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README.md

WmiSploit

WmiSploit is a small set of PowerShell scripts that leverage the WMI service, for post-exploitation use. While the WmiSploit scripts do not have built-in pass-the-hash functionality, Invoke-TokenManipulation from the PowerSploit framework should provide a similar effect. WmiSploit scripts don't write any new files to disk, but their activities can be recovered by a defender who knows where to look. These scripts have only been tested on a small set of Windows 8.1 and 7 machines, please let me know if they're not working for you or submit a pull request.

###New-WmiSession

New-WmiSession creates a custom PowerShell object with all of the session information required for interacting with a remote computer. The ouput object is intended to be stored in a variable, which can then be piped as input to any of the WmiSploit scripts.

###Invoke-WmiShadowCopy

Invoke-WmiShadowCopy creates a Volume Shadow Copy, links the Shadow Copy's Device Object to a directory in %TEMP%, then has the ability to get a file handle to locked files and copy them. The files being copied are exfiltrated through WMI by Base64 encoding the files, writing the Base64 strings to WMI namespaces, then querying those WMI namespaces from our attacker machine. After the file is exfiltrated, the shadow copy and its device object link are removed.

###Invoke-WmiCommand

The basis for these WmiSploit scripts leverages the fact that a PowerShell process can be started by the WMI service using the -EncodedCommand option. However, the -EncodedCommand option can only accept 8190 characters, limiting a script's length and complexity. Invoke-WmiCommand is a way around this limitation. Invoke-WmiCommand will upload a script to the WMI namespaces. A waiting PowerShell session will pull the script out of the WMI namespaces and execute it using Invoke-Command.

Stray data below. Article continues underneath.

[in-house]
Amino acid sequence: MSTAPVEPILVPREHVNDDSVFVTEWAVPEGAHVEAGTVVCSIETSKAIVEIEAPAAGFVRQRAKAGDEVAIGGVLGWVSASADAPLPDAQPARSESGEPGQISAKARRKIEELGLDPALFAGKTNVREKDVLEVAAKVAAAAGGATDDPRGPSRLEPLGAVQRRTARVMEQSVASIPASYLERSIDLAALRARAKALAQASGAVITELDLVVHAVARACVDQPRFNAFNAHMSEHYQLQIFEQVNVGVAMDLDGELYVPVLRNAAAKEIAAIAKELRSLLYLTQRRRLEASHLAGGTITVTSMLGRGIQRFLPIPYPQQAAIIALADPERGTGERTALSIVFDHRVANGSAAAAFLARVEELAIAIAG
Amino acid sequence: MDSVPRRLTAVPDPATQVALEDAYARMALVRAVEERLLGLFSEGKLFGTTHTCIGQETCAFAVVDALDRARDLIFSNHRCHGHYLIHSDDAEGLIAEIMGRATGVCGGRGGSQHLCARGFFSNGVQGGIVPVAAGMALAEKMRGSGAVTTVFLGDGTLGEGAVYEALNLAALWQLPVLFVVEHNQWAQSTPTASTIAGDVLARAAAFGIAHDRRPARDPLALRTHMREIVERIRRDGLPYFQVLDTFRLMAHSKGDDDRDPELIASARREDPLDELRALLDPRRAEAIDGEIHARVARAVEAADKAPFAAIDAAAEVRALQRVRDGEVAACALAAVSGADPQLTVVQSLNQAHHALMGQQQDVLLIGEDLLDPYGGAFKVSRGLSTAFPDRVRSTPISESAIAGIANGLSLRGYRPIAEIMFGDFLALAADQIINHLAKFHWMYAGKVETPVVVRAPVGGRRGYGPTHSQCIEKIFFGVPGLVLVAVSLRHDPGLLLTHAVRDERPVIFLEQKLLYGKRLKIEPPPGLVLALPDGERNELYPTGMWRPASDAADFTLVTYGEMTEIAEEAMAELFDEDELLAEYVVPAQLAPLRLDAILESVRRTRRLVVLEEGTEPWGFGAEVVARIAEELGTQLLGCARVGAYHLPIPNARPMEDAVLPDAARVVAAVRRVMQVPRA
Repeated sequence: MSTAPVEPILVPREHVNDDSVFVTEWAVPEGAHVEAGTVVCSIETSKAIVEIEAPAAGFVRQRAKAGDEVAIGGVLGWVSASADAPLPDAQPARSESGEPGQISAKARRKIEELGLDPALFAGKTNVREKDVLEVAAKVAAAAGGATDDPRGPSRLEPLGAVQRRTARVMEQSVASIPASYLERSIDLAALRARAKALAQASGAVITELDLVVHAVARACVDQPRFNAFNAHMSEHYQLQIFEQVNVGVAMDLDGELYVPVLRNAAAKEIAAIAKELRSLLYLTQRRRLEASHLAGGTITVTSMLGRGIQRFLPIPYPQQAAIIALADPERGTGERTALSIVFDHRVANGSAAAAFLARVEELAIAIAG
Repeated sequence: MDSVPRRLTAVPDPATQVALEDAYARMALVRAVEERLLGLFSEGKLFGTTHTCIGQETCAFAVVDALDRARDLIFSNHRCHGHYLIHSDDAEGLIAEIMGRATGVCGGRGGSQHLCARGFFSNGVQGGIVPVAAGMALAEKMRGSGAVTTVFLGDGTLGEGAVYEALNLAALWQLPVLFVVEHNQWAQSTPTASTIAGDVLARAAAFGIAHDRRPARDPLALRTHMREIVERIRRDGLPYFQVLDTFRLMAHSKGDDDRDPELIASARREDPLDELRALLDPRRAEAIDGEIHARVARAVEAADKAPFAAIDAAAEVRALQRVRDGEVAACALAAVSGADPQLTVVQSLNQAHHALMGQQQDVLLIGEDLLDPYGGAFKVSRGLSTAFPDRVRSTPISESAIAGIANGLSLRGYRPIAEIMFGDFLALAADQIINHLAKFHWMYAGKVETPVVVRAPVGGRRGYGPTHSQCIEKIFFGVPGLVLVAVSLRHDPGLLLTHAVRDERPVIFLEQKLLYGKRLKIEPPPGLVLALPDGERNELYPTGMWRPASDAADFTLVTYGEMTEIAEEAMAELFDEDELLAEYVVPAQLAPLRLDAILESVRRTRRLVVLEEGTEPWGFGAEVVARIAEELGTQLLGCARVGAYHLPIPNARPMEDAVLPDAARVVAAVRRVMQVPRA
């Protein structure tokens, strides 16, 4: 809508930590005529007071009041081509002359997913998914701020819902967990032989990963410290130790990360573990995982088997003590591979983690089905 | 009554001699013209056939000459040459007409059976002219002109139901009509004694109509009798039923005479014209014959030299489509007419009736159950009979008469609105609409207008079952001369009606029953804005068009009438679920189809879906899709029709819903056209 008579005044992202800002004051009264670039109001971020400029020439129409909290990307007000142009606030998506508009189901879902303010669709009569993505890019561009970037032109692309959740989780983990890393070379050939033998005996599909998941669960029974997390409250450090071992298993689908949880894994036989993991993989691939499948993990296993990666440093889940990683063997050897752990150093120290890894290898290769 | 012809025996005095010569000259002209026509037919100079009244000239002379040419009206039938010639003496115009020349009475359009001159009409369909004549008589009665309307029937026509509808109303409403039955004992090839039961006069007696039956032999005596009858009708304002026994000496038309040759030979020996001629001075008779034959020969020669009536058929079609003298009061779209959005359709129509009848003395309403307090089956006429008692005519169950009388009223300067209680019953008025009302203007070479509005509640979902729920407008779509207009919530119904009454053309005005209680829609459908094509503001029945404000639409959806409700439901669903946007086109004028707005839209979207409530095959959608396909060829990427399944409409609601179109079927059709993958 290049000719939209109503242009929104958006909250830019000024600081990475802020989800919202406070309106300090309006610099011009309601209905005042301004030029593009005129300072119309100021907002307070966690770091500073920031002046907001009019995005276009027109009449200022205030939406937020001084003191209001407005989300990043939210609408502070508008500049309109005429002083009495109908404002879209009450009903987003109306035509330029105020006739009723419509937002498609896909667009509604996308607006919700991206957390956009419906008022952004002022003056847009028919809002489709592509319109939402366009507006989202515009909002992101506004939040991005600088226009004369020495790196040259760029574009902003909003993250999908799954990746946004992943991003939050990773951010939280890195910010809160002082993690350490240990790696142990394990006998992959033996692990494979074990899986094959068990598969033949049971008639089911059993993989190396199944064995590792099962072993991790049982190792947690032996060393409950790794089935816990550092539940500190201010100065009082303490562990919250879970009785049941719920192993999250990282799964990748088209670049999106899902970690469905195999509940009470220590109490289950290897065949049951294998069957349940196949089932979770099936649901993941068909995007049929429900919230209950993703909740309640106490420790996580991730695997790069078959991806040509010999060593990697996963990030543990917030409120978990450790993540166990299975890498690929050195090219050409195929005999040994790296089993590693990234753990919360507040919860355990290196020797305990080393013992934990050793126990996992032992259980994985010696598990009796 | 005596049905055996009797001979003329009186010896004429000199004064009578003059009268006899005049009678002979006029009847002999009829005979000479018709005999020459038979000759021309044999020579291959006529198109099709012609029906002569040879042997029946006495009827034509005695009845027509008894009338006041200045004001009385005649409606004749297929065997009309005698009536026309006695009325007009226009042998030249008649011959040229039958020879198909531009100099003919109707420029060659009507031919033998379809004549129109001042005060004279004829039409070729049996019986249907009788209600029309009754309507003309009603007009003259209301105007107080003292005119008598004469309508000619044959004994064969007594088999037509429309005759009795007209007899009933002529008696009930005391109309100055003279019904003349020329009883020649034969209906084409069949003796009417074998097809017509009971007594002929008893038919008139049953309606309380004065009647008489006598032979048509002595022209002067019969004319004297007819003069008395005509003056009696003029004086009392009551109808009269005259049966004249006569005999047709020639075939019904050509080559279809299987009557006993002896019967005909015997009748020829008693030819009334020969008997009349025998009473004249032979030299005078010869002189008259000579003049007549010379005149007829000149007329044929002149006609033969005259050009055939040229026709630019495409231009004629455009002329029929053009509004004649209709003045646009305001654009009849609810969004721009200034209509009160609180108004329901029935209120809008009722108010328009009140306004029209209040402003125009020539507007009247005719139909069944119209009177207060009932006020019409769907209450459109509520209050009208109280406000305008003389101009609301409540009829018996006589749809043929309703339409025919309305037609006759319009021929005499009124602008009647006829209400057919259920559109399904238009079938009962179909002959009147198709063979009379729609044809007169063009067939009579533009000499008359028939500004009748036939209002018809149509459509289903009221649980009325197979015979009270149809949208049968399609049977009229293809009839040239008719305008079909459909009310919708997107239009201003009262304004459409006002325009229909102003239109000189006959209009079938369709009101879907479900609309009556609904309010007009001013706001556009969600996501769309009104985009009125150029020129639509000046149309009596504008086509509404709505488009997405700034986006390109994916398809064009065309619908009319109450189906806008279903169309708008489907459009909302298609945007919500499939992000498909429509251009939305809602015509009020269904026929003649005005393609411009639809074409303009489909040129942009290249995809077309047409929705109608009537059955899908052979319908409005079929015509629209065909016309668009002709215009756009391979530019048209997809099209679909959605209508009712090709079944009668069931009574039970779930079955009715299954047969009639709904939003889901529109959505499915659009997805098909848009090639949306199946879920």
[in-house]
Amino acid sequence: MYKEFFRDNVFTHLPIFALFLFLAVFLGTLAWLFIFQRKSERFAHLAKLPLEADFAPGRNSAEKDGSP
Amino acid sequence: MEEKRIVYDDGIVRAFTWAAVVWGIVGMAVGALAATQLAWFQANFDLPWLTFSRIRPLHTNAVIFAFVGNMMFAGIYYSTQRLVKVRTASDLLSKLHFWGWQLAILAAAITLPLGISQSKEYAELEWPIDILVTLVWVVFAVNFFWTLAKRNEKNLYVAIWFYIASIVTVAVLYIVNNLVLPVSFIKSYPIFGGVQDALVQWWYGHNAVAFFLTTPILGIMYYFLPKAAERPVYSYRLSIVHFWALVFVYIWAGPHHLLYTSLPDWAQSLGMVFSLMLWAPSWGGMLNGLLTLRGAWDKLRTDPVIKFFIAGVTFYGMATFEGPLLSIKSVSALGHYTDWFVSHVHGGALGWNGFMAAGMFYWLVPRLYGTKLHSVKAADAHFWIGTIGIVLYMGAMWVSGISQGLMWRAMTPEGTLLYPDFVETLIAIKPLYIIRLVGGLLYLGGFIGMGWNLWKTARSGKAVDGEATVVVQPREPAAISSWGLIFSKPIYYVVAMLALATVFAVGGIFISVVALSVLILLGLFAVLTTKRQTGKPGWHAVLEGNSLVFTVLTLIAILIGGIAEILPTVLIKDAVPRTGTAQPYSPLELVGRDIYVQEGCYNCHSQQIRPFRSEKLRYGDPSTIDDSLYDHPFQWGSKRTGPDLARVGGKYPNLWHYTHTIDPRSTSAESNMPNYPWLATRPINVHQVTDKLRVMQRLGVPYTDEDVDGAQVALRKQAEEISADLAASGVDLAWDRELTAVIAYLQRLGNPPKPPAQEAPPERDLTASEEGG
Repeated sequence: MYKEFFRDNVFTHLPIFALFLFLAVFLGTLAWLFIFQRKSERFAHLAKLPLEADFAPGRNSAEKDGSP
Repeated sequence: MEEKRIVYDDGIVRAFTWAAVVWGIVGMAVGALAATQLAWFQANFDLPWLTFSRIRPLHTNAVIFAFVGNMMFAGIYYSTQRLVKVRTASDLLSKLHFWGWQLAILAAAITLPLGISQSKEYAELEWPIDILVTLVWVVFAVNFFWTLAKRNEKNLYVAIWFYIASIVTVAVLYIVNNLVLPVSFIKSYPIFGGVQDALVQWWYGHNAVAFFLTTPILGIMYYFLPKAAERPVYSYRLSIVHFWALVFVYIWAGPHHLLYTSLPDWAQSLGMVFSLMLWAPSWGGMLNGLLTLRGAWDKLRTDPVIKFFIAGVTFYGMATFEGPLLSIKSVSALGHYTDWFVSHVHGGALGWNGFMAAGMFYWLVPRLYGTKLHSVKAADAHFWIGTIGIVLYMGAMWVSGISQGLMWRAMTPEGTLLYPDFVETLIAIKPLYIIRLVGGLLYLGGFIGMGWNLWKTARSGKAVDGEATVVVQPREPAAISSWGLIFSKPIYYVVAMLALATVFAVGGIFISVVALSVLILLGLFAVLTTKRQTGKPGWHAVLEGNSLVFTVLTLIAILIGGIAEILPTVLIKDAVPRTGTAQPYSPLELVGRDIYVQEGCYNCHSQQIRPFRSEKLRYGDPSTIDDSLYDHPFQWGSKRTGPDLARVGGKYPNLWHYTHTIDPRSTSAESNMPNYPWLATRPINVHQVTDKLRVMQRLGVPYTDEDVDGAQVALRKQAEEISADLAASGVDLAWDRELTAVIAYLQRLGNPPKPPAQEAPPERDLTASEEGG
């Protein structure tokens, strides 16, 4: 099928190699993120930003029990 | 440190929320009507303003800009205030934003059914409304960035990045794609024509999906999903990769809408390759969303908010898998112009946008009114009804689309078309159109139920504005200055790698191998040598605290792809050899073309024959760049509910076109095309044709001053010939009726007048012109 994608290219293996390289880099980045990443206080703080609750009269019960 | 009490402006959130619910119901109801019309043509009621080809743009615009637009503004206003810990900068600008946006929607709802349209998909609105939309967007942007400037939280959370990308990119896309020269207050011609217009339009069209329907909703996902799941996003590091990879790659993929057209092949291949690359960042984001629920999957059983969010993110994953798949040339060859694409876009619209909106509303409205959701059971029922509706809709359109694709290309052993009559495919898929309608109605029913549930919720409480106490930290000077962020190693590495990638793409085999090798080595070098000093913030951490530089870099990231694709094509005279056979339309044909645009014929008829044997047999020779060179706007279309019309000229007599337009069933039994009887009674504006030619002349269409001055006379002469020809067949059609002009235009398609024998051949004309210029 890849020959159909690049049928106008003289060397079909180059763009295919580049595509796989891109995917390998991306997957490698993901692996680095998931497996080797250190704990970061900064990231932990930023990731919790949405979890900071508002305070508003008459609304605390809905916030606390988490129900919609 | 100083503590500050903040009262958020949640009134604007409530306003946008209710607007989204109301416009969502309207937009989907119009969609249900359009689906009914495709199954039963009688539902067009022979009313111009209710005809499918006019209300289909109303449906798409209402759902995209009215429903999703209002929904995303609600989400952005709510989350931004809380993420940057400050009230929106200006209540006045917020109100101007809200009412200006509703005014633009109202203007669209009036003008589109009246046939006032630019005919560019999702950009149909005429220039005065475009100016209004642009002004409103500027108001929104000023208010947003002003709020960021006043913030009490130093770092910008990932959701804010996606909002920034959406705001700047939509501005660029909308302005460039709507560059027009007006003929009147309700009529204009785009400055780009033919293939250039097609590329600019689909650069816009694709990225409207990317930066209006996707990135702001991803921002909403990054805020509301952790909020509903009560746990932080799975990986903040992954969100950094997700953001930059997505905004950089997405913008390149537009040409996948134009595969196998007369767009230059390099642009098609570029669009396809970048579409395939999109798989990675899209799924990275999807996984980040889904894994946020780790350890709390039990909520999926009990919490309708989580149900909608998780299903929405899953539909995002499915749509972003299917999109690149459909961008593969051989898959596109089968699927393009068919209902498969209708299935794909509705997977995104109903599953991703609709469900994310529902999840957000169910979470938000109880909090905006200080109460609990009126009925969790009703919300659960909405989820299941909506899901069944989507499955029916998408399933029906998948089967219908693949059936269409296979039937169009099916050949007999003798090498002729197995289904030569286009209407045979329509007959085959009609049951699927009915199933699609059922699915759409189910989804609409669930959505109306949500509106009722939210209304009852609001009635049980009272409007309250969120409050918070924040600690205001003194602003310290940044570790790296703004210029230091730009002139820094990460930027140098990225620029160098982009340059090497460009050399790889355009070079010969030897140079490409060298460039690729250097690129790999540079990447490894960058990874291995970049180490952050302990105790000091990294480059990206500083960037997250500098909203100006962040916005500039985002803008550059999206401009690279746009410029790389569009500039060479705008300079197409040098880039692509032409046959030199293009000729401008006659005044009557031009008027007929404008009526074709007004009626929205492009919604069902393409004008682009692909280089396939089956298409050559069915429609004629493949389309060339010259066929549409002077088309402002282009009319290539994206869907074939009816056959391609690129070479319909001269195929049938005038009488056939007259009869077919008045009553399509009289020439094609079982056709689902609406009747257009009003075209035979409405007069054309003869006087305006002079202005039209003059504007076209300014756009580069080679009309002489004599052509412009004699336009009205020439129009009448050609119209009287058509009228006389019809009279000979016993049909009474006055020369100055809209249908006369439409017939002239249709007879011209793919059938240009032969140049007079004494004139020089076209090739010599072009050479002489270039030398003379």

###Enter-WmiShell

Enter-WmiShell is the original WmiSploit script, largely based on Andrei Dumitrescu's python implementation; it provides a limited interactive shell for interacting with remote computers via WMI and retrieving CLI output.

##TODO ####Create-WmiRestorePoint ####Invoke-WmiRestoreComputer ####Remove-WmiRestorePoint

Since these WmiSploit scripts do leave some forensics behind, I'm going to test some scripts that will create a new restore point before using the scripts, restore the computer to that point after running the tools, and then delete the created restore point. Certainly this will leave some forensics as well, but I like to try things.